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  • Lessons & Carols 2017: J.S. Bach’s Magnificat

    Magnificat, BWV 243 [1723-33], by Johann Sebastian Bach
    Sunday, December 17, 2017, 10:00 AM

    Bach is thus a terminal point.
    Nothing comes from him;
    everything merely leads to him.

    —Albert Schweitzer, J.S. Bach, Vol. 1, 1908/1911

    Please join us for First Congregational Church’s annual Festival of Lessons and Carols, a beloved tradition from England wherein God’s word is proclaimed and contemplated in a special sequence of readings, prayers, choral anthems and congregational carols and hymns.

    The Festival of Nine Lessons and Carols is most affectionately connected to King’s College in Cambridge, England, where it has graced the Chapel on Christmas Eve since 1918. The service was first broadcast in 1928 and, with the exception of 1930, has been broadcast annually, even during the Second World War, when the ancient glass (and also all heat) had been removed from the Chapel. Sometime in the early 1930’s the BBC began broadcasting the service on the World Service. It is estimated that today there are millions of listeners worldwide. It has since been adapted and used by churches and schools all over the world.

    In the Festival of Nine Lessons and Carols, we weave together scripture, poetry and song, calling on readers and musicians from all ages and stages, and trace a spiritual progression that carries us from prophecy to fulfillment, from Old Testament foretelling to New Testament celebration of the birth of Christ.

    As a part of this year’s Lessons and Carols (and as a final nod to the 500th Anniversary of the Reformation!), the Senior Choir will present Johann Sebastian’s Bach’s Magnificat in D-Major, BWV 243. The extraordinary impact of Bach’s great choral works derives essentially from his remarkable ability to balance, yet at the same time to exploit to the full, the spiritual and dramatic elements of each text, whether it be one as concise as the Magnificat or as monumental as the St. Matthew Passion.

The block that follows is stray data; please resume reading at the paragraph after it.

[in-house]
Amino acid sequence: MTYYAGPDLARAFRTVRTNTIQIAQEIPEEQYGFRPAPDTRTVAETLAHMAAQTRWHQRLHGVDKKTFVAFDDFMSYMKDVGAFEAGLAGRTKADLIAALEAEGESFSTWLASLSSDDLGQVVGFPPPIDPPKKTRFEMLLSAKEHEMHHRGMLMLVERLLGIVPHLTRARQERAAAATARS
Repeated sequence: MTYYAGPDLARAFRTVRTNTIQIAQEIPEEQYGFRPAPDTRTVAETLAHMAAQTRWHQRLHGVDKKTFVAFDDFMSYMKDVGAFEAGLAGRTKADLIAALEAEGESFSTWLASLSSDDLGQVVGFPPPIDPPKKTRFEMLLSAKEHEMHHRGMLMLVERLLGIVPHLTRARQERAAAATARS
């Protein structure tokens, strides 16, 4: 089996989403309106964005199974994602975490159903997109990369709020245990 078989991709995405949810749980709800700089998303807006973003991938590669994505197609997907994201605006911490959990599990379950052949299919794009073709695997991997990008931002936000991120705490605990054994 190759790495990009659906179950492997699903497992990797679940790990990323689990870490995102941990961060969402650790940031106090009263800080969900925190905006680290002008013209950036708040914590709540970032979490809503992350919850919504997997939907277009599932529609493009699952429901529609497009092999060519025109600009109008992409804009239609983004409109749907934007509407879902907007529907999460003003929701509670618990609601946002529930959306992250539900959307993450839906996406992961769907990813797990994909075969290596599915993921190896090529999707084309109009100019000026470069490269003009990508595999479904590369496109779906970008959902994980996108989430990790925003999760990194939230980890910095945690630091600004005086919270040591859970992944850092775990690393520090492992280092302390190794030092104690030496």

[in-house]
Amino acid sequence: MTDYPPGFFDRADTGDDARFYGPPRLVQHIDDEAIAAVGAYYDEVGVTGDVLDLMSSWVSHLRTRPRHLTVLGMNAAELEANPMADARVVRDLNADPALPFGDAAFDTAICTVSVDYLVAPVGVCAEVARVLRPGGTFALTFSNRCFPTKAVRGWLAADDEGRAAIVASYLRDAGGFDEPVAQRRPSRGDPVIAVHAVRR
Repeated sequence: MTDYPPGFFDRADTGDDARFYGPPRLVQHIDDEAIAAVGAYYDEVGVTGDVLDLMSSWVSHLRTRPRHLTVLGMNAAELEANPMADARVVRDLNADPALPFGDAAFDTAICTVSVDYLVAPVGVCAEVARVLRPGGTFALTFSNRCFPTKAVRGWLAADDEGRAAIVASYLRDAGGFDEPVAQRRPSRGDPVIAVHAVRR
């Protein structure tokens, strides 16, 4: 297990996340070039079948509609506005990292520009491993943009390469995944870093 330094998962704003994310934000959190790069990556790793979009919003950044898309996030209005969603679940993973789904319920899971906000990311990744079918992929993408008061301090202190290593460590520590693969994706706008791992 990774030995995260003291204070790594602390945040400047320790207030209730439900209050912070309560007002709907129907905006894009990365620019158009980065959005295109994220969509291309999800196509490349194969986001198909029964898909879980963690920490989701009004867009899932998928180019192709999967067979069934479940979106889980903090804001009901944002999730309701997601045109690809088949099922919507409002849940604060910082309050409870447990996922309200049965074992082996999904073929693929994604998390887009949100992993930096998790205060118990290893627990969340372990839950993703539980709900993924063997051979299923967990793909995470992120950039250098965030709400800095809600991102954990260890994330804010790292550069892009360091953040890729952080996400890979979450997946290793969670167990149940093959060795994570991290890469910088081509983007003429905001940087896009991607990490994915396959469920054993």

“Concise: marked by brevity of expression or statement: free from all elaboration and superfluous detail.” With this Merriam-Webster entry, it is clear to me that concision embodies the soul of one of Bach’s most beloved cantatas, the Magnificat. It is a work of pulsing energy, lyrical tenderness and stirring utterances.

    The text Bach chose, Luke 1: 46–55, is based on words attributed to Mary on learning both of her pregnancy and its significance to humanity. This young woman boldly accepts God’s monumental call and radically suggests a critical shift to the social order:

    He has cast down the mighty from their thrones. He has lifted up the lowly. He has filled the hungry with good things and the rich he has sent empty away.

    There are no recitatives in the Magnificat. Instead, each of ten verses receives extended treatment, the chorus and soloists supplying appropriate emphasis to this rich canticle text. Each movement is a marvel of compositional economy and perfect expression.

    In 1723, Johann Sebastian Bach travelled with his new wife of two years, Anna Magdalena, and their five children to assume his new post in Leipzig. In his first year there, he made the unprecedented decision to produce 40 new cantatas and rework more than 20 reworked pre-Leipzig pieces (a new cantata for every Sunday and feast day of the ecclesiastical year). Out of this compositional fertility came the Magnificat in E-flat for Christmas. Ten years later he revised it and transposed it into D, a much brighter and more satisfactory key for singers and instrumentalists alike. And that is the version you are hearing today!

    With the Senior Choir, a chamber orchestra (strings and oboe) and our own Jeffrey Mead at the organ, we will joyfully celebrate the season of Advent and invite you to join us! If you would like to participate with us for this special event, please contact Jane Ring Frank, Minister of Music and Worship Arts.